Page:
- New Treasury Proposed Regulations: Bad for Family Farms
- September 26, 2016 | Author: Robert D. Lyerly
- Law Firm: Nexsen Pruet, LLC - Charlotte Office
In transferring the ownership of family farms to the next generation, it is common to take advantage of certain valuation discounts in making transfers. The Department of Treasury recently released proposed regulations under Section 2704 of the Internal Revenue Code that will affect the ability to take advantage of these discounts.
Under the current rules, when an interest in a family-owned farm is gifted to or inherited by a family member, the transferor of the interest was able to take a discount in the value of that family-owned farm for lack of marketability or lack of control. If you are not a majority owner, you cannot control the farming business. A person who buys a minority interest will pay less than fair market value for that reason. Even someone purchasing a majority interest in the farm may pay less than full fair market value because the farm cannot be sold on a securities market like stocks and bonds. Under the current rules for valuing family-owned businesses, you can take into account minority discounts and lack of marketability in valuing the transfer of these interests to family members. Depending upon the facts, these discounts can be as much as 40-50% of the value. These discounts allow more value to be transferred with less tax impact.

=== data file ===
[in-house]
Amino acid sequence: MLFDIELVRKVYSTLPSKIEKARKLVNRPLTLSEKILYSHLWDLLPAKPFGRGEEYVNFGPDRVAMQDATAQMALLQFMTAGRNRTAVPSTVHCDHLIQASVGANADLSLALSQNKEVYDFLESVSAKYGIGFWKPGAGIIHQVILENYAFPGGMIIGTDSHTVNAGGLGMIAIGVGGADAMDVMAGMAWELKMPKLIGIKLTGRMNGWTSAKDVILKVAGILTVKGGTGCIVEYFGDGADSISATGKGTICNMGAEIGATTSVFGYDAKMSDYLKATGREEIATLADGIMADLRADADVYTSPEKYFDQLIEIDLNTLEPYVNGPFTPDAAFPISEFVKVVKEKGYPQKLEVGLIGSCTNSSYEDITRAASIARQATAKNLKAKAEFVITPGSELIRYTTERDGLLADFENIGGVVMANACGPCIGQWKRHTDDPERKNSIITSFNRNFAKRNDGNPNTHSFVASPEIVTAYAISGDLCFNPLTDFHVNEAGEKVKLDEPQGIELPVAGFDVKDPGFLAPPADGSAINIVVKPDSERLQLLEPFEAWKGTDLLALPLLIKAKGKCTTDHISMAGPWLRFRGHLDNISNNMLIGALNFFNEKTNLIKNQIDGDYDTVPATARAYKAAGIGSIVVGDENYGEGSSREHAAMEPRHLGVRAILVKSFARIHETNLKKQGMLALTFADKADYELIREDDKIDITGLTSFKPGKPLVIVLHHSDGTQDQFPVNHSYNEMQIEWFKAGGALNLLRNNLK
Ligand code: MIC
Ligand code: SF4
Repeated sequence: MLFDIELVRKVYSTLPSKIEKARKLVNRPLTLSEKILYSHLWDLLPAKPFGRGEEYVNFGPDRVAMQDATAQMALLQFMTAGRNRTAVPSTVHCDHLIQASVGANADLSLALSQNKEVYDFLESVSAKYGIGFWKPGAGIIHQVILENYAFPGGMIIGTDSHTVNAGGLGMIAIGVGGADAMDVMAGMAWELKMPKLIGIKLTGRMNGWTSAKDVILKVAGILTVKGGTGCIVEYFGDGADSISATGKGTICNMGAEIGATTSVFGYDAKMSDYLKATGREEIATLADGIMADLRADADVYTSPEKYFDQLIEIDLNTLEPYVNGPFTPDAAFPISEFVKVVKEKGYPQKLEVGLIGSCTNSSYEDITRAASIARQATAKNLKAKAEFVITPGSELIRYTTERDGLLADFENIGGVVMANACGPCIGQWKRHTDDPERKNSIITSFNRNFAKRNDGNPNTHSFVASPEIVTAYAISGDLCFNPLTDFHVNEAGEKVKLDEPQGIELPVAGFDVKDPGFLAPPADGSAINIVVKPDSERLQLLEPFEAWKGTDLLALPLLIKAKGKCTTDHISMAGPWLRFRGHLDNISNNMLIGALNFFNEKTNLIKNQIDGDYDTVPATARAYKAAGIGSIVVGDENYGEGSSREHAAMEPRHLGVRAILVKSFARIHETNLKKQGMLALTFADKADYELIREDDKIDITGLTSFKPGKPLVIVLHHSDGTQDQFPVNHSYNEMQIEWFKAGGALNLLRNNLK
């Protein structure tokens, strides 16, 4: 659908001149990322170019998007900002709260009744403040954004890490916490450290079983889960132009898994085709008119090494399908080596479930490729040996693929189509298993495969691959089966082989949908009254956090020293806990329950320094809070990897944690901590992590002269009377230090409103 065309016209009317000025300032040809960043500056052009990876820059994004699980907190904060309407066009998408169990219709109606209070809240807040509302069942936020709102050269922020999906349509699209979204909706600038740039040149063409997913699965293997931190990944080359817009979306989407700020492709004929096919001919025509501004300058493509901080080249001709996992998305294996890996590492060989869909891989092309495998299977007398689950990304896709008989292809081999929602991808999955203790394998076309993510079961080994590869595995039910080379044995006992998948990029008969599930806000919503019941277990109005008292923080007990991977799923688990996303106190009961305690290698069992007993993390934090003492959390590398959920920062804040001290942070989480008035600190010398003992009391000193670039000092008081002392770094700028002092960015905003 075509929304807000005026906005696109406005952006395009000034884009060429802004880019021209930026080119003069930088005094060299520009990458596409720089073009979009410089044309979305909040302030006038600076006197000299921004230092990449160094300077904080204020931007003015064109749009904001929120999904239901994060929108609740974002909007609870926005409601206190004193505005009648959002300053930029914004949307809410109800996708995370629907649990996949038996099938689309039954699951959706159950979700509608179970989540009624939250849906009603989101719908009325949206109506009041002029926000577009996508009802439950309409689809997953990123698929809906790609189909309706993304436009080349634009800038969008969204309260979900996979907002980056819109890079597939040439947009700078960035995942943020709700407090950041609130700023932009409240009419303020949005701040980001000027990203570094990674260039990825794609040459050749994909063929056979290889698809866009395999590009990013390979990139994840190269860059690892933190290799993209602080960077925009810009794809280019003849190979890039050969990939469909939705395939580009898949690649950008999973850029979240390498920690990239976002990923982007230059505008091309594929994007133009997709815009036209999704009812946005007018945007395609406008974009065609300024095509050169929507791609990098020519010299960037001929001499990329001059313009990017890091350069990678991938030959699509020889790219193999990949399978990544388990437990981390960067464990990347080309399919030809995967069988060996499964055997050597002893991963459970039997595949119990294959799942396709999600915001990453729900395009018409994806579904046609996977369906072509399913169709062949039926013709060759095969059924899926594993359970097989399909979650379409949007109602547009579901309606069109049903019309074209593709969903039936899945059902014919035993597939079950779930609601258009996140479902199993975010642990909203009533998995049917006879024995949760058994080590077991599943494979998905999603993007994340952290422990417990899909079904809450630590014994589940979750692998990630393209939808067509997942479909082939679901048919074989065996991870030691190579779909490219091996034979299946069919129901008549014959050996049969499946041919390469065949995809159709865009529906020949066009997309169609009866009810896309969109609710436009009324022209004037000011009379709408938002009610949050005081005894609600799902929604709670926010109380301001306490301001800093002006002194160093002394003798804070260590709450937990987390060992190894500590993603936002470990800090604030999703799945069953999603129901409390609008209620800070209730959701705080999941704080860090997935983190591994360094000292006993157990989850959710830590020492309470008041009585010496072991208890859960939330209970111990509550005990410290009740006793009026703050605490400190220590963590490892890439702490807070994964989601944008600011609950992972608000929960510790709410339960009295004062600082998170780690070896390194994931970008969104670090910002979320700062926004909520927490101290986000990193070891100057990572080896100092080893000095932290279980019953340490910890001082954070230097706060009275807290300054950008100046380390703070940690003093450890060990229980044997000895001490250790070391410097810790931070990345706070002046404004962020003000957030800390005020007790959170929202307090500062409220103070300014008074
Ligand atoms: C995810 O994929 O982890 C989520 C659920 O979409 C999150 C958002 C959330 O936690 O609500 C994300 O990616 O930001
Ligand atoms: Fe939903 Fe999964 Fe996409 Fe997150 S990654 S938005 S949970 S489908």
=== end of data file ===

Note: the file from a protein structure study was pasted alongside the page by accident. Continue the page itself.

Under the new regulations, these discounts are no longer available in a family setting. This means the transferor in making transfers will have to consider the full value of the farm without discounts in a family setting. The Regulations are only effective when they become final. Accordingly, there is a window of time when transfers can be made and the discounts can be utilized.